Why doesn't this work? (Action Redirection)

[code]instead of looking under the white door, try looking at the doorspace instead.


the white door is a door, the doorspace is just an object.

[code]In the sentence ‘try looking at the doorspace’ , I was expecting to read a rule, but instead found some text that I couldn’t understand - ‘try looking’.

I was trying to match one of these phrases:

  1. (try looking - rule) at (doorspace - time)

  2. try (looking at the doorspace - an action)

  3. try (looking at the doorspace - stored action)

This was what I found out:

try looking = something unrecognised

doorspace = a thing

looking at the doorspace = something unrecognised[/code]

Any ideas?

‘Looking at’ is not a standard action. It’s called ‘examining’.

I’m an idiot. Thanks.

Can you list the “standard actions” (or the place in the documentation that lists them?)

Look in the Index tab of the IDE.

Awesome! Thank you!

Ok, now I am confused. Looking IS a standard action, according to the index?

The standard action is just “looking” – no prepositions, no further objects. Looking at something isn’t a standard action.

You code should look something like this.

Check looking under the white door: try examining the doorspace instead.

Also, while having the “instead” phrase in an instead rule works, it’s a tad overkill.

Hope this helps.

You need to keep in mind the distinction between an action and the player commands (of which there may be more than one) which invoke that action. In this case, the action is examining; The command “look at [something]” invokes it. In the case of standard actions, the list in the index indicates which commands invoke which actions. In the case of custom actions, the phrase “Gobbledygooking is an action applying to one thing.” creates the action; "Understand “gobbledygook [something] as gobbledygooking.” defines the command.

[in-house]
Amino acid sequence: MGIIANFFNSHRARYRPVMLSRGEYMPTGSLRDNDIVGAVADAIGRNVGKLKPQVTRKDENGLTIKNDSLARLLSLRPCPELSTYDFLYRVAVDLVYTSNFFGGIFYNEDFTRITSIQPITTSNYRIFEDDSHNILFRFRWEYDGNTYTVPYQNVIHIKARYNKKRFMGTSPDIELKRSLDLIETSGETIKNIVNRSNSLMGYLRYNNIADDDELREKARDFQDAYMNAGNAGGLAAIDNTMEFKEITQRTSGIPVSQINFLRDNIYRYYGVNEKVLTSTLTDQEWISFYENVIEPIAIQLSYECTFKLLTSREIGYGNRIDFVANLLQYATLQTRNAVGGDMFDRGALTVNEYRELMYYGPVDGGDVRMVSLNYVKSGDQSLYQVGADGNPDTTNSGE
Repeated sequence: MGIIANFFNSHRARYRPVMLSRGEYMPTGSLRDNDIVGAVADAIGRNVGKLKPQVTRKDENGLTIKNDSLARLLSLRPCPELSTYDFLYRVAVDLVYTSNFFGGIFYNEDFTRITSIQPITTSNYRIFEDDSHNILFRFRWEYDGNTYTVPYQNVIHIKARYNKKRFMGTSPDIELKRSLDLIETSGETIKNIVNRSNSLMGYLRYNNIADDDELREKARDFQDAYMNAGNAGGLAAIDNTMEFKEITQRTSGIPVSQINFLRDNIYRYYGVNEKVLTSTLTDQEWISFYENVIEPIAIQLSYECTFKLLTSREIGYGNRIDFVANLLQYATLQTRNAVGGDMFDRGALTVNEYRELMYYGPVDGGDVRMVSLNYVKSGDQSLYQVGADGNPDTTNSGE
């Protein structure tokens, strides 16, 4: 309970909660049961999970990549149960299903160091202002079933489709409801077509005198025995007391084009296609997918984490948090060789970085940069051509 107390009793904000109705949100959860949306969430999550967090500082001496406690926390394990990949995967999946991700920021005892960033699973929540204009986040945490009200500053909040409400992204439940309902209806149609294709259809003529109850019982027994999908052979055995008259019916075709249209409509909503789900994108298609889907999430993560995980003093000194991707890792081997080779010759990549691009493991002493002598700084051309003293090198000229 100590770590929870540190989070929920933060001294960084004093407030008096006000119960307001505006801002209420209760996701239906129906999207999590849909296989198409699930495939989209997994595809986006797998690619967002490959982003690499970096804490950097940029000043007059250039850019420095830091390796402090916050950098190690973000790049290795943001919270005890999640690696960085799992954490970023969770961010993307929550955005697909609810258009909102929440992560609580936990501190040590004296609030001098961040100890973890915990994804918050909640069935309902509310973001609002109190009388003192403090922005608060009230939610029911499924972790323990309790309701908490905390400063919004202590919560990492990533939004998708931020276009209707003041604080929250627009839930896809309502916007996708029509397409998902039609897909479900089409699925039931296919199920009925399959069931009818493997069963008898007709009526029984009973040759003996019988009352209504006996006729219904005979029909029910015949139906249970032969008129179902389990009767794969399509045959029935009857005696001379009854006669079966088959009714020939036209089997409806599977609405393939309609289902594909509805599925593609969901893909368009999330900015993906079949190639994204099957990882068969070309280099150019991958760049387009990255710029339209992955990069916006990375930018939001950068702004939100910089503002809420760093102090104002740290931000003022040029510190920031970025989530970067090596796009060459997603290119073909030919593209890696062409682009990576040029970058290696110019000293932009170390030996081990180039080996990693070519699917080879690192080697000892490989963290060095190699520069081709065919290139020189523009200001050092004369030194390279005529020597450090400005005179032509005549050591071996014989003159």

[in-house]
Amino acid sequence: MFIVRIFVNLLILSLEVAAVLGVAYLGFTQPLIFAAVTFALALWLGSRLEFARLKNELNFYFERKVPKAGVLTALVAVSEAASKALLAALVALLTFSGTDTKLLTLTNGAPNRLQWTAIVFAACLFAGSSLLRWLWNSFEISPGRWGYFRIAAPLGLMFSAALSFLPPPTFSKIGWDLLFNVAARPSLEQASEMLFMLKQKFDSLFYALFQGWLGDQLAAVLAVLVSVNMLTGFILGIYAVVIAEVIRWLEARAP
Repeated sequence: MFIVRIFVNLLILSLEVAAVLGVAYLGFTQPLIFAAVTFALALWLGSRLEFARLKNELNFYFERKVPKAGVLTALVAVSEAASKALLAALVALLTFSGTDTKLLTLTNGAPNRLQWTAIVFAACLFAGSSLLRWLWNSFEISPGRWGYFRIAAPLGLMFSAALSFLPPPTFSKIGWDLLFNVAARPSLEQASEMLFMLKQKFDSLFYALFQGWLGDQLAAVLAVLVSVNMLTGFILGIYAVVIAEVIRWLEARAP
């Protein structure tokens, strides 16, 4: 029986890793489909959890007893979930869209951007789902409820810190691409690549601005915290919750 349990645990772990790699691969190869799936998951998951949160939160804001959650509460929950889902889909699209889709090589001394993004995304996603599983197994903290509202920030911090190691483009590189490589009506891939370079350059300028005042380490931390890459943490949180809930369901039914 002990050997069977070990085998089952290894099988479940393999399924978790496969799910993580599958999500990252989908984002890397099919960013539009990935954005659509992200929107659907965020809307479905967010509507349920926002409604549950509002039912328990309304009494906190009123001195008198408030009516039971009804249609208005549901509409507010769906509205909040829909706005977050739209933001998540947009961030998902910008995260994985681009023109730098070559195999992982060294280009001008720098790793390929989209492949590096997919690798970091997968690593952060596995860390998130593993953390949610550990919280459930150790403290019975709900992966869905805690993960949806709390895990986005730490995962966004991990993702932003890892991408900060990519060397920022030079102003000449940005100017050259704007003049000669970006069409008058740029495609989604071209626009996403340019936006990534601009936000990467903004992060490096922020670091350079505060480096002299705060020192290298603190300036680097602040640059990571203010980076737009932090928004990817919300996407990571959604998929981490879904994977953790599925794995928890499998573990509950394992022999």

Robert Rothman

That is confusing. Especially since the command LOOK AT triggers the examining action (when typed by the player).

Another similar and very common source of confusion is to write source code like “try putting the gremlin into the microwave”, which won’t work. As player you can PUT GREMLIN IN MICROWAVE, but as author you need to “try inserting the gremlin into the microwave”.

(“Try putting the cash on the desk”, on the other hand, works fine.)

Theoretically, you could allow them to work by adding these.

[code]Looking at is an action applying to one thing. Instead of looking at something, try examining the noun.

Putting it in is an action applying to two things. Instead of putting something in something, try inserting the noun into the second noun.[/code]

However, it would be better if Inform allowed defining actions in a similar way to this for commands.

Understand the command "snap" as "attack".

So, something like this.

[code]Understand the action looking at as examining.

Understand the action putting it in as inserting it into.[/code]

I’m sure somebody with greater knowledge will explain why this is totally wrong, but the way I think of it is that the “understand” stanement which defines a command is basically an instruction to the parser as to how to interpret the player’s input. When the author uses a “try” statement, it bypasses the parser entirely and goes right to the action that is being called for – so you need to use the action’s “official” name and cannot rely on a parser command to interpret it.

Robert Rothman

The way I see it, “try” statements are (in a way) equivalent to abiding by or considering various rules or rulebooks. So you do need to use the actual name of the action in the same way you use the actual name of a rule or rulebook.

Your explanation is totally right.

I think this is a variant on the liar’s paradox.

Robert Rothman